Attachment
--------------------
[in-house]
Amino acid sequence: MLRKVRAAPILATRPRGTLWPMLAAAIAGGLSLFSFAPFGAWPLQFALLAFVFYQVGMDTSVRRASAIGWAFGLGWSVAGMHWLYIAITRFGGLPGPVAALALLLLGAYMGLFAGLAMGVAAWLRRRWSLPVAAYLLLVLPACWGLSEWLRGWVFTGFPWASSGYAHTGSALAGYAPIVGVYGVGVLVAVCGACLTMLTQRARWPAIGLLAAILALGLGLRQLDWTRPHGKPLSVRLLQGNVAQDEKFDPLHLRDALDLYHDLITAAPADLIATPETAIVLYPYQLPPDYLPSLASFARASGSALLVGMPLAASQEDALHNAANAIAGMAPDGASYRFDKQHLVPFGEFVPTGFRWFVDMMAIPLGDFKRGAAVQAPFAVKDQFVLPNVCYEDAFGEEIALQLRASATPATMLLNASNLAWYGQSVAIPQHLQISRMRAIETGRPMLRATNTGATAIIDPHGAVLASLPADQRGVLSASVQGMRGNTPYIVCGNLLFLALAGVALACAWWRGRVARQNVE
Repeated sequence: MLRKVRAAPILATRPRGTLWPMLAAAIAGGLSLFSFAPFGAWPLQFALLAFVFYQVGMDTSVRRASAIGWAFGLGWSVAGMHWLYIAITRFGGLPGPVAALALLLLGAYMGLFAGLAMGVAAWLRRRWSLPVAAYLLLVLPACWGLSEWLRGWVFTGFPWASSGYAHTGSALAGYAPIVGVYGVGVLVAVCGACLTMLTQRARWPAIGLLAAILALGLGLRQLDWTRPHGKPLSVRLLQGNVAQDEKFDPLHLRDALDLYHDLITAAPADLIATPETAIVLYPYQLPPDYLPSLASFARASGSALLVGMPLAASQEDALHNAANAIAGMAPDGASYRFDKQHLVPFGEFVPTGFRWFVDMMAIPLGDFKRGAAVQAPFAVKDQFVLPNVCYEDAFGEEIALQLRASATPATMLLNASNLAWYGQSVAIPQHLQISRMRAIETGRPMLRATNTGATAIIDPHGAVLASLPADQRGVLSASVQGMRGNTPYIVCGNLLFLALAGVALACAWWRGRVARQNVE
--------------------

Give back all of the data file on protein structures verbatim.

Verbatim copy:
[in-house]
Amino acid sequence: MLRKVRAAPILATRPRGTLWPMLAAAIAGGLSLFSFAPFGAWPLQFALLAFVFYQVGMDTSVRRASAIGWAFGLGWSVAGMHWLYIAITRFGGLPGPVAALALLLLGAYMGLFAGLAMGVAAWLRRRWSLPVAAYLLLVLPACWGLSEWLRGWVFTGFPWASSGYAHTGSALAGYAPIVGVYGVGVLVAVCGACLTMLTQRARWPAIGLLAAILALGLGLRQLDWTRPHGKPLSVRLLQGNVAQDEKFDPLHLRDALDLYHDLITAAPADLIATPETAIVLYPYQLPPDYLPSLASFARASGSALLVGMPLAASQEDALHNAANAIAGMAPDGASYRFDKQHLVPFGEFVPTGFRWFVDMMAIPLGDFKRGAAVQAPFAVKDQFVLPNVCYEDAFGEEIALQLRASATPATMLLNASNLAWYGQSVAIPQHLQISRMRAIETGRPMLRATNTGATAIIDPHGAVLASLPADQRGVLSASVQGMRGNTPYIVCGNLLFLALAGVALACAWWRGRVARQNVE
Repeated sequence: MLRKVRAAPILATRPRGTLWPMLAAAIAGGLSLFSFAPFGAWPLQFALLAFVFYQVGMDTSVRRASAIGWAFGLGWSVAGMHWLYIAITRFGGLPGPVAALALLLLGAYMGLFAGLAMGVAAWLRRRWSLPVAAYLLLVLPACWGLSEWLRGWVFTGFPWASSGYAHTGSALAGYAPIVGVYGVGVLVAVCGACLTMLTQRARWPAIGLLAAILALGLGLRQLDWTRPHGKPLSVRLLQGNVAQDEKFDPLHLRDALDLYHDLITAAPADLIATPETAIVLYPYQLPPDYLPSLASFARASGSALLVGMPLAASQEDALHNAANAIAGMAPDGASYRFDKQHLVPFGEFVPTGFRWFVDMMAIPLGDFKRGAAVQAPFAVKDQFVLPNVCYEDAFGEEIALQLRASATPATMLLNASNLAWYGQSVAIPQHLQISRMRAIETGRPMLRATNTGATAIIDPHGAVLASLPADQRGVLSASVQGMRGNTPYIVCGNLLFLALAGVALACAWWRGRVARQNVE